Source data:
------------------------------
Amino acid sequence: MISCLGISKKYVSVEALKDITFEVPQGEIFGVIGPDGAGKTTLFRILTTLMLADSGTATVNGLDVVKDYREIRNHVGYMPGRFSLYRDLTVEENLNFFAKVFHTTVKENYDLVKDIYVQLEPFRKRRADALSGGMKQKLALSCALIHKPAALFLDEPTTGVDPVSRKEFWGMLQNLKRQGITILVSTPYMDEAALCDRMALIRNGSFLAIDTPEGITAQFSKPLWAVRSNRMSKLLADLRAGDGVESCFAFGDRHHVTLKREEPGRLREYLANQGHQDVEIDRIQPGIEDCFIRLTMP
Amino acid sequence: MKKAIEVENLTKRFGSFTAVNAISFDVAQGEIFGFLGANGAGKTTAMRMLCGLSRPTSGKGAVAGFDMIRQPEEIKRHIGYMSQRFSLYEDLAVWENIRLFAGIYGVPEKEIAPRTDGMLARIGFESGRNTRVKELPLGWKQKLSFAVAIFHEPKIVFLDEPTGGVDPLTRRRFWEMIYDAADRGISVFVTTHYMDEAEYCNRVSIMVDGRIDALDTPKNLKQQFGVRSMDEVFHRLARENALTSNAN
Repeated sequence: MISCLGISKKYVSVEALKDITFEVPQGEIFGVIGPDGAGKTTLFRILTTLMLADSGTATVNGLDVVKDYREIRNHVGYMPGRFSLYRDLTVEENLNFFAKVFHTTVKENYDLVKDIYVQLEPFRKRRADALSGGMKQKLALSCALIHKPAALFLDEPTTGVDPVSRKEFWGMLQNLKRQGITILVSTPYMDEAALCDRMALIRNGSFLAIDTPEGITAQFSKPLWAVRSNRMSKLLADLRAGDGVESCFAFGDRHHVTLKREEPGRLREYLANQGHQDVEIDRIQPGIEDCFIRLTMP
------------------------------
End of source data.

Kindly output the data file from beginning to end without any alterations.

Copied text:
Amino acid sequence: MISCLGISKKYVSVEALKDITFEVPQGEIFGVIGPDGAGKTTLFRILTTLMLADSGTATVNGLDVVKDYREIRNHVGYMPGRFSLYRDLTVEENLNFFAKVFHTTVKENYDLVKDIYVQLEPFRKRRADALSGGMKQKLALSCALIHKPAALFLDEPTTGVDPVSRKEFWGMLQNLKRQGITILVSTPYMDEAALCDRMALIRNGSFLAIDTPEGITAQFSKPLWAVRSNRMSKLLADLRAGDGVESCFAFGDRHHVTLKREEPGRLREYLANQGHQDVEIDRIQPGIEDCFIRLTMP
Amino acid sequence: MKKAIEVENLTKRFGSFTAVNAISFDVAQGEIFGFLGANGAGKTTAMRMLCGLSRPTSGKGAVAGFDMIRQPEEIKRHIGYMSQRFSLYEDLAVWENIRLFAGIYGVPEKEIAPRTDGMLARIGFESGRNTRVKELPLGWKQKLSFAVAIFHEPKIVFLDEPTGGVDPLTRRRFWEMIYDAADRGISVFVTTHYMDEAEYCNRVSIMVDGRIDALDTPKNLKQQFGVRSMDEVFHRLARENALTSNAN
Repeated sequence: MISCLGISKKYVSVEALKDITFEVPQGEIFGVIGPDGAGKTTLFRILTTLMLADSGTATVNGLDVVKDYREIRNHVGYMPGRFSLYRDLTVEENLNFFAKVFHTTVKENYDLVKDIYVQLEPFRKRRADALSGGMKQKLALSCALIHKPAALFLDEPTTGVDPVSRKEFWGMLQNLKRQGITILVSTPYMDEAALCDRMALIRNGSFLAIDTPEGITAQFSKPLWAVRSNRMSKLLADLRAGDGVESCFAFGDRHHVTLKREEPGRLREYLANQGHQDVEIDRIQPGIEDCFIRLTMP